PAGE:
The relatively low response rate casts some doubt on whether we can properly generalize the survey results to the overall population of CU-Boulder alumni. The results of this survey should therefore be interpreted with caution.
Highlights of the Results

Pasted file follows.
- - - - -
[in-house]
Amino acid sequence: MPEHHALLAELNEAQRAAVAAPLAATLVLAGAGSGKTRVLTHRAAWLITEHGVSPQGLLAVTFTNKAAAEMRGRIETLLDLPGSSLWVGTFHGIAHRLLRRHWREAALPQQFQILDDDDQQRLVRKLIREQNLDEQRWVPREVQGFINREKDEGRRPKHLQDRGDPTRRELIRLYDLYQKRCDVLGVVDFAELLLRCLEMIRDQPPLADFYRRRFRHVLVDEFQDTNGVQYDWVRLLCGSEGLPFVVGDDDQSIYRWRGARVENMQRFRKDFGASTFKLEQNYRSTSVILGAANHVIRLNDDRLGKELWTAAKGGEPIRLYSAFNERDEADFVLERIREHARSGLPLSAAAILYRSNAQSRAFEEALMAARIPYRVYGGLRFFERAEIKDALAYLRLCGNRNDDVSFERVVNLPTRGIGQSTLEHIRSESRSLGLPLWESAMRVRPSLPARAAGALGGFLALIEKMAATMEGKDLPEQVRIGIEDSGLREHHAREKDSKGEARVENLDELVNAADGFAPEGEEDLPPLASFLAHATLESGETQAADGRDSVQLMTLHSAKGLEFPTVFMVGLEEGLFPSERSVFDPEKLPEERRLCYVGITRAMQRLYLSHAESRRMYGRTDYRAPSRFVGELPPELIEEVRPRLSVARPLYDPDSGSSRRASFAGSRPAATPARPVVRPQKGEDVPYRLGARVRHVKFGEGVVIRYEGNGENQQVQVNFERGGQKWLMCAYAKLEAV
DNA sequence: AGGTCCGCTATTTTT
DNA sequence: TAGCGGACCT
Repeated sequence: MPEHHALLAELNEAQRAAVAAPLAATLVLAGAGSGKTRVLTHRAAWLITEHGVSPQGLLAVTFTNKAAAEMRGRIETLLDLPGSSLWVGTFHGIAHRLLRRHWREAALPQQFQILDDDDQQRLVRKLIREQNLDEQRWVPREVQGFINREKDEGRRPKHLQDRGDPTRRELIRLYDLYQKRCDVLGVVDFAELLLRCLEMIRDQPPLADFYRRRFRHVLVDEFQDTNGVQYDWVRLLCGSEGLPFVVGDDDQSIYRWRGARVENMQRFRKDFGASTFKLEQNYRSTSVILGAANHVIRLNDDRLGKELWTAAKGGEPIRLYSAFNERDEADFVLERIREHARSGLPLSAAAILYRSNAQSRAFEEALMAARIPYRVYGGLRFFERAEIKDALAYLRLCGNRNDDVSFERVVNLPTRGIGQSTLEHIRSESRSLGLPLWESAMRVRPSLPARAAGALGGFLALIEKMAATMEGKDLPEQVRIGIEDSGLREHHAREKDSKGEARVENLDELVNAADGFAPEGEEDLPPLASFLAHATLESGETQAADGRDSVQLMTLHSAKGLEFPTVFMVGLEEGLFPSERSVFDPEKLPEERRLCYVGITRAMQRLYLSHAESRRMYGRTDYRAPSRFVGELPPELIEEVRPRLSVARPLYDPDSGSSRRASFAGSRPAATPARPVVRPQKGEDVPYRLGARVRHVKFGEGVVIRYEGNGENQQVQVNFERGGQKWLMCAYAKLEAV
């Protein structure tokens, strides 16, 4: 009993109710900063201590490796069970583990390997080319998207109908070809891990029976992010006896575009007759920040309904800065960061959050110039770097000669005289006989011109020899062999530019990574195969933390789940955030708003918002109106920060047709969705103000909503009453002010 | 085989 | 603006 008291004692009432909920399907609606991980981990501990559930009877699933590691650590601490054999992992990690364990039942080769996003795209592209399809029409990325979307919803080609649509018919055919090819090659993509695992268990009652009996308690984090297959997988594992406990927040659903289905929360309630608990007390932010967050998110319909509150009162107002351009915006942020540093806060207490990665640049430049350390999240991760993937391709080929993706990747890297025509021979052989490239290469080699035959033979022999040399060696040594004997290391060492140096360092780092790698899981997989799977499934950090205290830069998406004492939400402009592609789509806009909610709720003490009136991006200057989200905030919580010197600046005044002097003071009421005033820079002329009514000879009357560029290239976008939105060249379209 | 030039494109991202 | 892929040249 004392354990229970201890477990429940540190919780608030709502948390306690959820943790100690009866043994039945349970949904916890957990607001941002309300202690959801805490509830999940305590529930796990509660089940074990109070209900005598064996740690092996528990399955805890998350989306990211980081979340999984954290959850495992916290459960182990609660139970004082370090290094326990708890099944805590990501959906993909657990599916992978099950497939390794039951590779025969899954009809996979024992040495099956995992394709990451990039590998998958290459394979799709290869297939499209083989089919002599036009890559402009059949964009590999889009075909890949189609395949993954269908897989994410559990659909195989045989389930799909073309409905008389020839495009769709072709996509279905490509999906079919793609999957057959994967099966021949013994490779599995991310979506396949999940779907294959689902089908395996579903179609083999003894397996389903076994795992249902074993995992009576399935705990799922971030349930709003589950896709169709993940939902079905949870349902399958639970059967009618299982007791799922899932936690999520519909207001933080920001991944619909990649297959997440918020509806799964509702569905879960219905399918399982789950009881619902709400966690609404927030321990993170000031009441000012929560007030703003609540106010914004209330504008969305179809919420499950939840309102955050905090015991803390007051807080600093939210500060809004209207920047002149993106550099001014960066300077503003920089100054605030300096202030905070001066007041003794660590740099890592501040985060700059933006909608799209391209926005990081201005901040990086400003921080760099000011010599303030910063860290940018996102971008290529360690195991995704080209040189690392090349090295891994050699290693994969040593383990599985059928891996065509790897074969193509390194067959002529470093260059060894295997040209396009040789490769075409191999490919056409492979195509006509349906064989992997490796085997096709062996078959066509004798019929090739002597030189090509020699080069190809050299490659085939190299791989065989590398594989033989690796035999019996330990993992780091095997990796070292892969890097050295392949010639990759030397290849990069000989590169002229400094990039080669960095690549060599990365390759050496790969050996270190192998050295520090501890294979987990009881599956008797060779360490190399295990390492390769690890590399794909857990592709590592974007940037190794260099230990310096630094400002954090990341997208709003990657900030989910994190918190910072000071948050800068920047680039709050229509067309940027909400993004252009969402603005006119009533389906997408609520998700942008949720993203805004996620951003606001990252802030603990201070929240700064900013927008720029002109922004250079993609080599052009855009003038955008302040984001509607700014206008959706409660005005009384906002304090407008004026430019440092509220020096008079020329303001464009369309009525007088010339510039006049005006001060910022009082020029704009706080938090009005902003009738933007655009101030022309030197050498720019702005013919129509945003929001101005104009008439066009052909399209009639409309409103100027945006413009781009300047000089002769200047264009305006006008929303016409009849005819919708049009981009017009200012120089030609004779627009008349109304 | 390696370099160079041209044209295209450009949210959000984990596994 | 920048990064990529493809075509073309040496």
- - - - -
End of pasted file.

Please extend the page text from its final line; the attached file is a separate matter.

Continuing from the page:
Where Alumni Live. The majority of CU-Boulder alumni (58%) who earned a degree between August 2002 and May 2004 chose to live in Colorado. Similar percentages of bachelor's and master's recipients (58% and 61%, respectively) live in Colorado, whereas fewer doctoral recipients (43%) do. California was the second most popular choice for CU-Boulder alumni, with 10% of all alumni living in California (8.5% of bachelor's, 1% of master's, and .5% of doctoral recipients). In addition, the proportion of bachelor's recipients living in Colorado differs substantially for those alumni who entered CU-Boulder as residents versus non-residents. Of the bachelor's recipients who were residents when they entered CU-Boulder, 78% were living in Colorado in 2007; compared to 26% of the bachelor's recipients who were non-residents at entry currently reside in Colorado. Note that the information on where alumni live is from the CU Foundation's records, and is based on data from alumni who had a U.S. mailing address (n=10,886), rather than on only those alumni who responded to the survey.